On May 25, 2016, Amnesty International released its long-awaited policy and supporting research in support of the decriminalization of sex work. The policy was based on evidence that the criminalization of sex work often makes sex workers less safe and provides impunity for abusers because sex workers are often too scared of being penalized to report crimes to law enforcement. Amnesty concluded that laws on sex work should focus on protecting people from exploitation and abuse, rather than trying to ban all sex work and penalize sex workers. The policy also identified barriers to the realization of sex workers’ human rights and underlined states’ obligations to address them.
The controversy over Amnesty’s position on sex work started last summer, when delegates voted in favor of an initial recommendation to decriminalize. This recommendation drew support from sex workers’ rights groups as well as public health advocates and activists. At the same time, the recommendation was denounced by a number of groups and individuals who favor a system of partial criminalization known as the Swedish model (variously referred to as the Nordic Model or simply “End Demand”), in which those who buy sex are prosecuted, but those who sell sex are not. Now Amnesty has made a final determination against the Swedish Model.
I am writing to offer my perspective as someone working on HIV law and policy issues. Criminalization of sex work, including laws that prohibit associated acts such as bans on buying, solicitation, and the general organization of sex work, is counterproductive to sexual and reproductive health and to an effective HIV response. From the perspective of combatting the global HIV/AIDS epidemic, there are good reasons to call for the decriminalization of all aspects of adult consensual sex work:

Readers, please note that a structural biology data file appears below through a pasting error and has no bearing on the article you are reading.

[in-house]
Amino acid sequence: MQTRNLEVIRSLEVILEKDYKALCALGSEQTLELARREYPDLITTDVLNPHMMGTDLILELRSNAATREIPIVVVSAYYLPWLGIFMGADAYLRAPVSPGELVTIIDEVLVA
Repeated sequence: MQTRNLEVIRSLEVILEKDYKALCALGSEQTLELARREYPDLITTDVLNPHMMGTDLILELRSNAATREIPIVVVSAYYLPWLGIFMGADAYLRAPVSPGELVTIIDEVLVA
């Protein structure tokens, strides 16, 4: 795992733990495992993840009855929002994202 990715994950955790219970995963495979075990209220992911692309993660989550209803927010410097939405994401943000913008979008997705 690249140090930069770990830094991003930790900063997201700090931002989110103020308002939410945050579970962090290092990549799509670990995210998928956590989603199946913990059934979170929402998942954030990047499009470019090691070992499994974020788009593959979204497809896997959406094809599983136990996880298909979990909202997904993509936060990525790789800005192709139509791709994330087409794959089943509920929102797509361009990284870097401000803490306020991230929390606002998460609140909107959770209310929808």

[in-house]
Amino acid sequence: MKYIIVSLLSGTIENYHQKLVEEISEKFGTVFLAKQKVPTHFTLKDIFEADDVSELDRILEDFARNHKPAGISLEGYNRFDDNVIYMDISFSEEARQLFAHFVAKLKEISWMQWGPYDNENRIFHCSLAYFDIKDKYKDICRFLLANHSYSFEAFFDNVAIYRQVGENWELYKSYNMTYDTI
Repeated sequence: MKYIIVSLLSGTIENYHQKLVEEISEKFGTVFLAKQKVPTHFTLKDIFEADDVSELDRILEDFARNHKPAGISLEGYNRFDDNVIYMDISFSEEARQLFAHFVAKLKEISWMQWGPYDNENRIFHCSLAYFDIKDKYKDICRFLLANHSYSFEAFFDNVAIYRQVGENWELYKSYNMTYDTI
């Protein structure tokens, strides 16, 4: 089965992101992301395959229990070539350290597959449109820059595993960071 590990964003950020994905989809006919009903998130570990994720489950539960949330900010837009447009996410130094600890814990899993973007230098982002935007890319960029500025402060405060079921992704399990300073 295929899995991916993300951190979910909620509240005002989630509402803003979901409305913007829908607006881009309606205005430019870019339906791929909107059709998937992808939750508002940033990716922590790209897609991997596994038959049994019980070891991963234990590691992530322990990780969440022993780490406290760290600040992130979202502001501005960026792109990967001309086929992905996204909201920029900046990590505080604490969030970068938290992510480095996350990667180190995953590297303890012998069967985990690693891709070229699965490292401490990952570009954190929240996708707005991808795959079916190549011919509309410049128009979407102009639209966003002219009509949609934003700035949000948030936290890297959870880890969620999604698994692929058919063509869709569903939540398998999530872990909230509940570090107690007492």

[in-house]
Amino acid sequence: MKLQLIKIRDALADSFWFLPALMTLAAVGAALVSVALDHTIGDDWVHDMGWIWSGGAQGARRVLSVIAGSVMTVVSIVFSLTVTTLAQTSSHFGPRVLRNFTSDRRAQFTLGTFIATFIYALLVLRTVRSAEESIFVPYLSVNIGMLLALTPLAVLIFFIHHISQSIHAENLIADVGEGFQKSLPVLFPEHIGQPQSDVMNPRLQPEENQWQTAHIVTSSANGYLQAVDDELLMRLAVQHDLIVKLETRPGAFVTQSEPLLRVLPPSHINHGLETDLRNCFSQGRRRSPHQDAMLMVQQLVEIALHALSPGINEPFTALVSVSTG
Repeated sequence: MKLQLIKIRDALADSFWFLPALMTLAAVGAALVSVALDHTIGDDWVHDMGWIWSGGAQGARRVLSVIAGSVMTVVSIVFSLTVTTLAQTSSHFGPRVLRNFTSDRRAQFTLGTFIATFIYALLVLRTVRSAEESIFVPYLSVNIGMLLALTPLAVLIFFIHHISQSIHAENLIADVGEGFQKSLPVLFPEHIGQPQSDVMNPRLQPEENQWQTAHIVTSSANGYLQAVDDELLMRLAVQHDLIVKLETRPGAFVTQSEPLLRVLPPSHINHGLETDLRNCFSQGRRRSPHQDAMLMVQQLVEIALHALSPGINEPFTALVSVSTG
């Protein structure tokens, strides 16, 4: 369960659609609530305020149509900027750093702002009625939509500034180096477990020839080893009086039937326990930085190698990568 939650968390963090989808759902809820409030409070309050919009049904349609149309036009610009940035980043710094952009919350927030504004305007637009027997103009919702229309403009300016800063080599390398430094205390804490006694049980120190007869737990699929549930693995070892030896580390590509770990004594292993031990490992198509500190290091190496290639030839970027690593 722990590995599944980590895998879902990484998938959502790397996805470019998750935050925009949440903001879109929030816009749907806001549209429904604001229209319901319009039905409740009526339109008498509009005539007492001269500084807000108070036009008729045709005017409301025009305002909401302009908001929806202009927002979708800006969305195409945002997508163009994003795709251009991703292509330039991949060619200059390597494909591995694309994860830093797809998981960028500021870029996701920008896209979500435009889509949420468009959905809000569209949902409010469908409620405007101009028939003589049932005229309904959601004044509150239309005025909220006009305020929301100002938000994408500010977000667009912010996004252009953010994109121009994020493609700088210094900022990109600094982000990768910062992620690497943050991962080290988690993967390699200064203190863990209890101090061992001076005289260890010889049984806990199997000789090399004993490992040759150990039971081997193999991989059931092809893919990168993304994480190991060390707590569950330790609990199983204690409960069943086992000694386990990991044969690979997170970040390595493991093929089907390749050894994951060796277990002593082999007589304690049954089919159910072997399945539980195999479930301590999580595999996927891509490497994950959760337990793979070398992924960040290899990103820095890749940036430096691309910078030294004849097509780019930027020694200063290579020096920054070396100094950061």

Notwithstanding calls for the decriminalization of sex work, anti-human trafficking laws are still needed to prohibit and punish those who use force, trick, or coerce people (primarily women and girls) into commercial sex, or abuse migrant sex workers through debt bondage, violence, or deprivation of liberty. But countries should not deploy anti-human-trafficking laws so broadly that they conflate voluntary and consensual exchanges of sex for money with the exploitative, coerced, often violent trafficking of people for the purposes of sex.
As the debate over the decriminalization of sex work continues, it is important to understand the diverse considerations around this issue. Sex workers are in a subordinate position relative to their clients, often due to disparities in gender, income, and social class. We cannot ignore these real vulnerabilities. And sex work often occurs through exploitation and coercion and, therefore, is not consensual. Although the distinction between sex work and human trafficking is important, in a practical context it is hard to ascertain how exploitative or coerced a situation is. Many feminist groups have concerns that if there are no consequences for clients, trafficking will not be addressed at all. Moreover, many of the most prominent sex workers’ rights advocates live in high resource countries and come from relatively privileged backgrounds. Approaching the distinction between sex work and human trafficking may be different depending on the marginalized population at issue and the legal and economic context. None of these important considerations, however, make a convincing case for the Swedish Model. Decriminalization is the best way to promote health and human rights, but laws must also ensure protection from exploitation and abuse.
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The views reflected in this blog are those of the individual authors and do not necessarily represent those of the O’Neill Institute for National and Global Health Law or Georgetown University. This blog is solely informational in nature, and not intended as a substitute for competent legal advice from a licensed and retained attorney in your state or country.